This new awards program was implemented to recognize and encourage excellence in graphic communica-
tions in architecture. Entrants were judged on the quality and effectiveness of the graphic design submitted rather
than on the merits of the project it represented. Graphics were judged in the categories of architectural delin-
eations, conceptual sketches and sketch books, renderings, presentation drawings, schematic drawings, working
drawings, diagrams for built and unbuilt projects and business graphics.
The jury for the 1992 program included Joel Fuller of Pinkhaus Design Corporation in Miami, Thomas A.
Spain, Architect, of Miami and Jacques Auger of Jacques Auger Design Associates, Inc. in Coral Gables. The four
graphic designs which were premiated are represented here along with the jury's comments.


Goodland Marina
Artist: Andrea Clark Brown, AIA, with Nancy Sanders, Assistant
Category: Sketches/Renderings
Media: Water soluble crayon on watercolor paper using hand and brush
blending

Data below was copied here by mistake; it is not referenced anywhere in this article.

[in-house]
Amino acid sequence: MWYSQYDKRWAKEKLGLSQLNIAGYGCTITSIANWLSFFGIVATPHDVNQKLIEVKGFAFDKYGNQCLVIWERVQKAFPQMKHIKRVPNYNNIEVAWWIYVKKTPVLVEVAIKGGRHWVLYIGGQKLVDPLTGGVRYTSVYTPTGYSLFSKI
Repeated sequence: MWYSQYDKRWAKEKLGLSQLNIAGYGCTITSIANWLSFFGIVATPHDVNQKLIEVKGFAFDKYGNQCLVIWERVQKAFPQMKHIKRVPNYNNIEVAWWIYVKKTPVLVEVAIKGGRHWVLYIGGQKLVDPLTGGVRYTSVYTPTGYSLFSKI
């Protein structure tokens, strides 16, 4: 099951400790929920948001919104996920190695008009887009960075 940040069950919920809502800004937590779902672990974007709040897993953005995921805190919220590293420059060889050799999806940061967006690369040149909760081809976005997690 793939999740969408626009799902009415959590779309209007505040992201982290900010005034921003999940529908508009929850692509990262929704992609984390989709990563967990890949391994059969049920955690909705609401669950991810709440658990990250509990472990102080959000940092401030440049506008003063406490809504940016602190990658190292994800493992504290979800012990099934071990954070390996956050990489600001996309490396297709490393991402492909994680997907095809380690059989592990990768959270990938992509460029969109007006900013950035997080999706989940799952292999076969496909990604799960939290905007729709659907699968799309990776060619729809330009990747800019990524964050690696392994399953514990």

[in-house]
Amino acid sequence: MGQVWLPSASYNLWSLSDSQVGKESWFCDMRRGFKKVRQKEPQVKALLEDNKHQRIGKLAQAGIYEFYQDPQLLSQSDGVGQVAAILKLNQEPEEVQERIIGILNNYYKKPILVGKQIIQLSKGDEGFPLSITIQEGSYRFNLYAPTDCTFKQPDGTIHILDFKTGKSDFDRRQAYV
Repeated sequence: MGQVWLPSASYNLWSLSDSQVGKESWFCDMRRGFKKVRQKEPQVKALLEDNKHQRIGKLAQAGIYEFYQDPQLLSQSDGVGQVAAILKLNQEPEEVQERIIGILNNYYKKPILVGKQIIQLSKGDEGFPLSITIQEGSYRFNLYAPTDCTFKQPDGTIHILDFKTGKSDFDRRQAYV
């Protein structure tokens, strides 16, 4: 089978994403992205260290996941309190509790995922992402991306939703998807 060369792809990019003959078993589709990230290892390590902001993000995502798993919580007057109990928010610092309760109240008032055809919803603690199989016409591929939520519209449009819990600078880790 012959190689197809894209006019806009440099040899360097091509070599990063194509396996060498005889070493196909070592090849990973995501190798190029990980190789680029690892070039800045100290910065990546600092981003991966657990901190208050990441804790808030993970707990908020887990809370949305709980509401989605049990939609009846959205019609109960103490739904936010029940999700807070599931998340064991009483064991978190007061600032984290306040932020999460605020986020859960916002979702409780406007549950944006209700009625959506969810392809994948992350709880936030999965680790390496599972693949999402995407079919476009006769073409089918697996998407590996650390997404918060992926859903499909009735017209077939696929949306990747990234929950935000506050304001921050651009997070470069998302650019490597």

Jury: "This is an example of a match between the image and the project.
The painting has a similar attitude to the actual building in that it is layered
and textural, ambiguous and deliberately surreal..almost Salvador Dali-like."


Churches of
Europe
Artist: Clyde A.
Brady, Ill, FAIA
Hunton Brady
Pryor Maso Architects,
PA
Category: Travel
sketches
Media: Rapidograph
and ink on board
Jury: "Very interesting
series of sketches.
Admirable draftsman-
ship and commendable
time and energy spent
producing this work.
Architects should be
thinking about market-
ing graphics like this."

Photography by:
Ross-Ehlert


Photography by: Ed Chappell


Annual
Christmas
Poster
Artist: Green Apple
Publishing Co., Inc.
Jennifer Campbell,
Director
Architects Design
Group, Inc.
I.S.K. Reeves, IV,
AIA
Category: Printed
graphics
Media: Full color
commercially printed
Jury: "Good outreach
marketing effort in a
manner that is untradi-
tional for an architec-
ture firm. The poster
does not make it clear
what kind of architec-
ture this firm does, but
it makes one curious.
As an internal tradi-
tion, it must help com-
pany morale. It looks
like a good place to
work."


I


from Architects Design Group


Photography by:
BrosiusPhotography
FLORIDA ARCHITECT February 1993


Atrium Studies
Artist: Maurizio J. Maso, AIA, Timothy R. Baker, AIA
Hunton Brady Pryor Maso Architects, PA.
Owner: Orlando Utilities Commission
Category: Sketches